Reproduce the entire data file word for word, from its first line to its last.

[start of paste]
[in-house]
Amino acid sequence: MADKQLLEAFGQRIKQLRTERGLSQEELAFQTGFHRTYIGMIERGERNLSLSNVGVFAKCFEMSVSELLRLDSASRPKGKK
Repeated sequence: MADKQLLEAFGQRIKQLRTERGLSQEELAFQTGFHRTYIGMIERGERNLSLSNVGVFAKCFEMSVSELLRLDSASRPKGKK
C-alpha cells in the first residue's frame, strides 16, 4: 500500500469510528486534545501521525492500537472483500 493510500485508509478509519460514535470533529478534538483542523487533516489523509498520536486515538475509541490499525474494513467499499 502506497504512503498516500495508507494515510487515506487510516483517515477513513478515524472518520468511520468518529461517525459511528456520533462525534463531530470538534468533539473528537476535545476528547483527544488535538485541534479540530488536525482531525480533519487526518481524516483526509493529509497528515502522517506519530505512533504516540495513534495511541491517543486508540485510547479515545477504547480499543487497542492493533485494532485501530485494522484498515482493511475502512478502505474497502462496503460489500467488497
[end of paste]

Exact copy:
[in-house]
Amino acid sequence: MADKQLLEAFGQRIKQLRTERGLSQEELAFQTGFHRTYIGMIERGERNLSLSNVGVFAKCFEMSVSELLRLDSASRPKGKK
Repeated sequence: MADKQLLEAFGQRIKQLRTERGLSQEELAFQTGFHRTYIGMIERGERNLSLSNVGVFAKCFEMSVSELLRLDSASRPKGKK
C-alpha cells in the first residue's frame, strides 16, 4: 500500500469510528486534545501521525492500537472483500 493510500485508509478509519460514535470533529478534538483542523487533516489523509498520536486515538475509541490499525474494513467499499 502506497504512503498516500495508507494515510487515506487510516483517515477513513478515524472518520468511520468518529461517525459511528456520533462525534463531530470538534468533539473528537476535545476528547483527544488535538485541534479540530488536525482531525480533519487526518481524516483526509493529509497528515502522517506519530505512533504516540495513534495511541491517543486508540485510547479515545477504547480499543487497542492493533485494532485501530485494522484498515482493511475502512478502505474497502462496503460489500467488497